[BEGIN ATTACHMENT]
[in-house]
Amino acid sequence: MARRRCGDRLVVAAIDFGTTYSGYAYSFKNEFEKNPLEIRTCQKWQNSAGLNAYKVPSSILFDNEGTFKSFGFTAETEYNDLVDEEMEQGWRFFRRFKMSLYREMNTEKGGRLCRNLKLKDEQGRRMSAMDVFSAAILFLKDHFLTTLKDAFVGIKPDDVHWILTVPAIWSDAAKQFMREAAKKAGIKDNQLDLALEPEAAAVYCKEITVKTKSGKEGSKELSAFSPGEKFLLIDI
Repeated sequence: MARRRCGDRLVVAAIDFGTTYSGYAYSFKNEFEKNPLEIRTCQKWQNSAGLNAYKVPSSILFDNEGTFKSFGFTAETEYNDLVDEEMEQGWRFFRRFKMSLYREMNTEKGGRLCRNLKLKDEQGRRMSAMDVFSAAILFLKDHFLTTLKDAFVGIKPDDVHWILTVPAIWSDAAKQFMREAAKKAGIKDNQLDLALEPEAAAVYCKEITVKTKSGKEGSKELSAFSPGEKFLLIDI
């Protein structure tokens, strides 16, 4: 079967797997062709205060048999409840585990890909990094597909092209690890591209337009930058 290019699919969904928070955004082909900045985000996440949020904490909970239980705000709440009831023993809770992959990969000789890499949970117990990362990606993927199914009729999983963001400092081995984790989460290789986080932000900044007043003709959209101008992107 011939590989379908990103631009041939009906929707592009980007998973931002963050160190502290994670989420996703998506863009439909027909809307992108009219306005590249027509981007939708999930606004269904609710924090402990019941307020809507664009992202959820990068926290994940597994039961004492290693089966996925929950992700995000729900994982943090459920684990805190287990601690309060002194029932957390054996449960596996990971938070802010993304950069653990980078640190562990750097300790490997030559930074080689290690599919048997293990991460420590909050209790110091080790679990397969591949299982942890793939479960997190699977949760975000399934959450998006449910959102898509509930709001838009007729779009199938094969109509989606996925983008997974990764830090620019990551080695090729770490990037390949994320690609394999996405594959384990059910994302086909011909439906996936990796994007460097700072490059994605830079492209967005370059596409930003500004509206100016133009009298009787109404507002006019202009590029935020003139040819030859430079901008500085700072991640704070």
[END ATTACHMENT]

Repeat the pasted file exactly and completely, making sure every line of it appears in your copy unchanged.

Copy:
[in-house]
Amino acid sequence: MARRRCGDRLVVAAIDFGTTYSGYAYSFKNEFEKNPLEIRTCQKWQNSAGLNAYKVPSSILFDNEGTFKSFGFTAETEYNDLVDEEMEQGWRFFRRFKMSLYREMNTEKGGRLCRNLKLKDEQGRRMSAMDVFSAAILFLKDHFLTTLKDAFVGIKPDDVHWILTVPAIWSDAAKQFMREAAKKAGIKDNQLDLALEPEAAAVYCKEITVKTKSGKEGSKELSAFSPGEKFLLIDI
Repeated sequence: MARRRCGDRLVVAAIDFGTTYSGYAYSFKNEFEKNPLEIRTCQKWQNSAGLNAYKVPSSILFDNEGTFKSFGFTAETEYNDLVDEEMEQGWRFFRRFKMSLYREMNTEKGGRLCRNLKLKDEQGRRMSAMDVFSAAILFLKDHFLTTLKDAFVGIKPDDVHWILTVPAIWSDAAKQFMREAAKKAGIKDNQLDLALEPEAAAVYCKEITVKTKSGKEGSKELSAFSPGEKFLLIDI
């Protein structure tokens, strides 16, 4: 079967797997062709205060048999409840585990890909990094597909092209690890591209337009930058 290019699919969904928070955004082909900045985000996440949020904490909970239980705000709440009831023993809770992959990969000789890499949970117990990362990606993927199914009729999983963001400092081995984790989460290789986080932000900044007043003709959209101008992107 011939590989379908990103631009041939009906929707592009980007998973931002963050160190502290994670989420996703998506863009439909027909809307992108009219306005590249027509981007939708999930606004269904609710924090402990019941307020809507664009992202959820990068926290994940597994039961004492290693089966996925929950992700995000729900994982943090459920684990805190287990601690309060002194029932957390054996449960596996990971938070802010993304950069653990980078640190562990750097300790490997030559930074080689290690599919048997293990991460420590909050209790110091080790679990397969591949299982942890793939479960997190699977949760975000399934959450998006449910959102898509509930709001838009007729779009199938094969109509989606996925983008997974990764830090620019990551080695090729770490990037390949994320690609394999996405594959384990059910994302086909011909439906996936990796994007460097700072490059994605830079492209967005370059596409930003500004509206100016133009009298009787109404507002006019202009590029935020003139040819030859430079901008500085700072991640704070």